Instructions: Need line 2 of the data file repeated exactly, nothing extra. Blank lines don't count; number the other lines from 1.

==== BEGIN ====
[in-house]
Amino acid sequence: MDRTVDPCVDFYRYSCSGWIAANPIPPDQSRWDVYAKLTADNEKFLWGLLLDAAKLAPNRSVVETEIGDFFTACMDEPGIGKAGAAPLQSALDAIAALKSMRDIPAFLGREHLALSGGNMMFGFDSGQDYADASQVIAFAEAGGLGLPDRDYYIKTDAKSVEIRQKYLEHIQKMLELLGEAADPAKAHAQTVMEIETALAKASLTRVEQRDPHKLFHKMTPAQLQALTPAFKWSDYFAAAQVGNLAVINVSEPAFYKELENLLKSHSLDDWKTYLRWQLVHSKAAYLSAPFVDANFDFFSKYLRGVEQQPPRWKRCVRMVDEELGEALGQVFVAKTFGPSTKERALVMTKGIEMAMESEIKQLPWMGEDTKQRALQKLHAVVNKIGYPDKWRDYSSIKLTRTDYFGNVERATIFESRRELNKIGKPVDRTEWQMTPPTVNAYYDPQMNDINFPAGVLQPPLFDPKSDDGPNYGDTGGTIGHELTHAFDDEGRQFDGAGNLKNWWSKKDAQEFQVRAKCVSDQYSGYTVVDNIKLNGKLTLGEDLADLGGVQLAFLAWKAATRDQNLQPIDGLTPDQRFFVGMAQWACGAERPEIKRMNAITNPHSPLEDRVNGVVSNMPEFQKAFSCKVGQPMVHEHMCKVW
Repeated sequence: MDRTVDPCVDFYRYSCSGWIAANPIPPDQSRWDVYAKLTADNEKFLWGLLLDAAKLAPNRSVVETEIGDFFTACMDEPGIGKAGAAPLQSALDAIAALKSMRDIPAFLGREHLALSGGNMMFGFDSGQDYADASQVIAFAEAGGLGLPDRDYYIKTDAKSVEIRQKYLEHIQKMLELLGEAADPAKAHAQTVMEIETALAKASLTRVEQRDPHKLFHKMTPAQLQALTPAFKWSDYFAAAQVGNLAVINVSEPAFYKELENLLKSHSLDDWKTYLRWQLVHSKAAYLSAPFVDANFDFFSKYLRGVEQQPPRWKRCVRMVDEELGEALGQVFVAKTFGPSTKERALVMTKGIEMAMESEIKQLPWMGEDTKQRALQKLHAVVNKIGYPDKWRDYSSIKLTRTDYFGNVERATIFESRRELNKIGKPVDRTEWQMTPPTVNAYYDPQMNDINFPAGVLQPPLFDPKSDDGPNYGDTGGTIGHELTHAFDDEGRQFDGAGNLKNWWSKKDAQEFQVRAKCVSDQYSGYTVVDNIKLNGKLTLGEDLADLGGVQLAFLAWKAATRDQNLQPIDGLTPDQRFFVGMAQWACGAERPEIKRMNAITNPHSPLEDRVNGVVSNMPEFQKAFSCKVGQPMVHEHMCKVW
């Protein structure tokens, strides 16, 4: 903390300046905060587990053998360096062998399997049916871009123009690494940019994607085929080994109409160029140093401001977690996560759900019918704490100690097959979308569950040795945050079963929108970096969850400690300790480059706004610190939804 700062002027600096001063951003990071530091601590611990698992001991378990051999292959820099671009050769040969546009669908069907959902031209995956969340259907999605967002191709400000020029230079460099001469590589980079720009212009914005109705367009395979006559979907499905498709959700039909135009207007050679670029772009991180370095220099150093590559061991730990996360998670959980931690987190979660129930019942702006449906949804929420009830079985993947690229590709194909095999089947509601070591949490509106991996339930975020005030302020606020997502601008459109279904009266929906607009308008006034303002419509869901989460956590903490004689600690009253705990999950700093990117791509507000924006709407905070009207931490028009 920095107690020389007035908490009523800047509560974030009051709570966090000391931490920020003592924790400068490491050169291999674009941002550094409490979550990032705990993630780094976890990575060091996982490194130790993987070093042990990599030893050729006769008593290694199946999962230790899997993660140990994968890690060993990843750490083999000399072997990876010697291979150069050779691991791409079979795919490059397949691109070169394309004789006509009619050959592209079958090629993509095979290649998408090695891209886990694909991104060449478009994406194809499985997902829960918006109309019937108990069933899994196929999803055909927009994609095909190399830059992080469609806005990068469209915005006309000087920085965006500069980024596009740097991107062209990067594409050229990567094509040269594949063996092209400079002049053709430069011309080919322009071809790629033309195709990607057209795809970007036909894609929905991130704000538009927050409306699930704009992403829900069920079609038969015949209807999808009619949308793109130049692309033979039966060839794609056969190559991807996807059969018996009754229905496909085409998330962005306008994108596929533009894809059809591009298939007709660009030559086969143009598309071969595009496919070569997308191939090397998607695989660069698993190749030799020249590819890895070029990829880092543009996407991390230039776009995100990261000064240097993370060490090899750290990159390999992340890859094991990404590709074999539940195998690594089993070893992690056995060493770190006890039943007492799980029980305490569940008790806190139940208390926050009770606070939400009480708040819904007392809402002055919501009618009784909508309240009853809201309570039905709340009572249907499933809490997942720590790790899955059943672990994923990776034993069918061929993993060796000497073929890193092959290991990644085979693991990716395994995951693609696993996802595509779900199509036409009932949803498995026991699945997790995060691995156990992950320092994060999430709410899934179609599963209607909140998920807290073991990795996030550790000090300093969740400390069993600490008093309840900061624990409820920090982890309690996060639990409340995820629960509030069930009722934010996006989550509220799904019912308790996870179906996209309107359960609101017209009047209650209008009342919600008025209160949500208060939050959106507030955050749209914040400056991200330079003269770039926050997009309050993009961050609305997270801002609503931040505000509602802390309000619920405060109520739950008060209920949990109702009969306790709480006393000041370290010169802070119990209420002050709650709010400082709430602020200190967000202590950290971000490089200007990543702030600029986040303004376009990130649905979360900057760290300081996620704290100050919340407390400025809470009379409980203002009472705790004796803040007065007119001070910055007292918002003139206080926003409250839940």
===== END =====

Amino acid sequence: MDRTVDPCVDFYRYSCSGWIAANPIPPDQSRWDVYAKLTADNEKFLWGLLLDAAKLAPNRSVVETEIGDFFTACMDEPGIGKAGAAPLQSALDAIAALKSMRDIPAFLGREHLALSGGNMMFGFDSGQDYADASQVIAFAEAGGLGLPDRDYYIKTDAKSVEIRQKYLEHIQKMLELLGEAADPAKAHAQTVMEIETALAKASLTRVEQRDPHKLFHKMTPAQLQALTPAFKWSDYFAAAQVGNLAVINVSEPAFYKELENLLKSHSLDDWKTYLRWQLVHSKAAYLSAPFVDANFDFFSKYLRGVEQQPPRWKRCVRMVDEELGEALGQVFVAKTFGPSTKERALVMTKGIEMAMESEIKQLPWMGEDTKQRALQKLHAVVNKIGYPDKWRDYSSIKLTRTDYFGNVERATIFESRRELNKIGKPVDRTEWQMTPPTVNAYYDPQMNDINFPAGVLQPPLFDPKSDDGPNYGDTGGTIGHELTHAFDDEGRQFDGAGNLKNWWSKKDAQEFQVRAKCVSDQYSGYTVVDNIKLNGKLTLGEDLADLGGVQLAFLAWKAATRDQNLQPIDGLTPDQRFFVGMAQWACGAERPEIKRMNAITNPHSPLEDRVNGVVSNMPEFQKAFSCKVGQPMVHEHMCKVW